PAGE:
Senior Living Community CEO Fires Self in Cost-Cutting Measure

The top executive of an assisted living community and rehab facility in Martinsville, Virginia, is soon to be out of a job, and it’s by his own design.

Blue Ridge Village CEO Chris Oswald cut his own position in an effort to reduce costs, the Martinsville Bulletin was first to report. The community—which has 300 beds licensed for rehab and 60 beds licensed for assisted living— was facing declining revenues due to the increasing penetration of privately-run Medicare Advantage (MA) plans, which generally offer lower reimbursement rates for skilled nursing services than traditional Medicare.

“Medicare Advantage was formed not to improve patient care, but to cut costs, and they are doing an excellent job of it,” Oswald told Senior Housing News. “They are reducing average length of stay by sometimes double-digit numbers.”


While some residents used to stay between 40 and 70 days for rehab services, the facility’s average length of stay is now just shy of 21 days.

“I have to replace them with three times as many residents [as before] to break even, and they’re just not out there,” Oswald said.

And that has eaten away at Blue Ridge’s bottom line. The community’s annual total revenues dropped from roughly $15 million two years ago to about $12 million now.


Planned cost-cutting measures include laying off some non-clinical employees, renegotiating better terms and pricing with business partners, and arranging a possible lease reduction with the community’s lienholder.

But it could have been more drastic.

“We had talked extensively about severely slashing wages, severely cutting ratios on the units,” Oswald explained. “If we reduce our quality of care, then we step into a death spiral.”

Combined with nixing the CEO role, the moves could save the community as much as $300,000 to $400,000 per year, which is just enough to break even. Blue Ridge is also exploring ramping up its behavioral health offerings. Already, the community has taken on 20 such residents, with plans to add even more.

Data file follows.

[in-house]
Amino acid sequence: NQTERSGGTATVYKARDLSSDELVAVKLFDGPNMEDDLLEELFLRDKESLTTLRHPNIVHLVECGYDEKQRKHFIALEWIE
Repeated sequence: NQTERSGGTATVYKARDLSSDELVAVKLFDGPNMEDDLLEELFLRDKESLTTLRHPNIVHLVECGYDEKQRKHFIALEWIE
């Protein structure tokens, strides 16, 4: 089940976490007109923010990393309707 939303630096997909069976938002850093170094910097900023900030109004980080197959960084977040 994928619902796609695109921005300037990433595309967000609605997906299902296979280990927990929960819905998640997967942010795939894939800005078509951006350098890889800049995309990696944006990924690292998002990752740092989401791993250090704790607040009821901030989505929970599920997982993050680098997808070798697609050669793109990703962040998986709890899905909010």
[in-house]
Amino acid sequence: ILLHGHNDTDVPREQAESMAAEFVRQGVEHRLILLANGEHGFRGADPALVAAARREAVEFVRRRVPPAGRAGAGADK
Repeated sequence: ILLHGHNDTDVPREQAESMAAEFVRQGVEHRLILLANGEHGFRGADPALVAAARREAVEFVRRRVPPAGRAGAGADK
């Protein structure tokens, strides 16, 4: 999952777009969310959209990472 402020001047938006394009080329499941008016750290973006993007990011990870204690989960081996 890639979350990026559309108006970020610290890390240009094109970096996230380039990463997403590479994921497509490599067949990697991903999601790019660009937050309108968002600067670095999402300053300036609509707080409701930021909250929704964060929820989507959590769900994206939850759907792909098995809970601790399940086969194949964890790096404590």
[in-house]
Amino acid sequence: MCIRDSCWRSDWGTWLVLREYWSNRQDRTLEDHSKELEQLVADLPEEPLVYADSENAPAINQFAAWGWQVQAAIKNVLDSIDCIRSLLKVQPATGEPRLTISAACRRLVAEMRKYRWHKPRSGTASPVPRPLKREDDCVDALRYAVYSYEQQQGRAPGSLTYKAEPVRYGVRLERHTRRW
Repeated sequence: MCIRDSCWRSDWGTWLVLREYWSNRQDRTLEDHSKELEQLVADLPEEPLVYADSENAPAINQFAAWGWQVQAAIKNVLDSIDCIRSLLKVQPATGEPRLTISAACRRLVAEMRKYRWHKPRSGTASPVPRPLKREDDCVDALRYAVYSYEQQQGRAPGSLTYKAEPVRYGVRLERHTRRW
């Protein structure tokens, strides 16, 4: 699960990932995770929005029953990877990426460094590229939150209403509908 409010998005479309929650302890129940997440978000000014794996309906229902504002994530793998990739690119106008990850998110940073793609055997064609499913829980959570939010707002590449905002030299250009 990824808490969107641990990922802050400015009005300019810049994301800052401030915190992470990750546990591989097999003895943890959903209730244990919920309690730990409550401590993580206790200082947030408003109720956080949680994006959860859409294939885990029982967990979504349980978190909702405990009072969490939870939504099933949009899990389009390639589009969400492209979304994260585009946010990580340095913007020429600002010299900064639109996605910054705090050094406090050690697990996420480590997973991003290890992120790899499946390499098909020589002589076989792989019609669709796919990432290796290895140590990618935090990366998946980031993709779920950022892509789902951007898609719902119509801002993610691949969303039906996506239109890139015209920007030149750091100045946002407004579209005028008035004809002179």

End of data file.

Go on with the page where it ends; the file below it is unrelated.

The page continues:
Moving forward, a licensed administrator will lead the rehab facility, while an executive director will manage the assisted living community. Both employees formerly reported to Oswald.

“I’m leaving here on an up note. I really think we have positioned this facility to be successful,” Oswald said. “It’s a celebration today and not a funeral.”

Oswald said he hoped his story would push more leaders across the industry to get creative in slashing operational costs.

“I would hope that I would inspire them to look at other options besides cutting wages for the lowest paid individuals, [such as] your rank-and-file LPNs, CNAs, nursing assistants, dishwashers, and dietary employees,” he said. “Because at the end of the day, if this facility is going to ultimately make it … it’s going to be on the backs of those kinds of people.”

Blue Ridge Village is one of many retirement communities facing strong headwinds related to Medicare changes. Managed Medicare revenue per patient day (RPPD) dropped nationwide to $431, as compared to $522 for traditional Medicare residents, according to recent data from the National Investment Center for Seniors Housing & Care (NIC).

While some private-pay senior living communities haven’t given as much thought to Medicare Advantage plans over the years, that could soon change. A new policy finalized by the Centers for Medicare & Medicaid Services (CMS) would allow senior living companies to receive MA reimbursement for certain types of care provided to residents who are enrolled in plans that offer this benefit.

Written by Tim Regan

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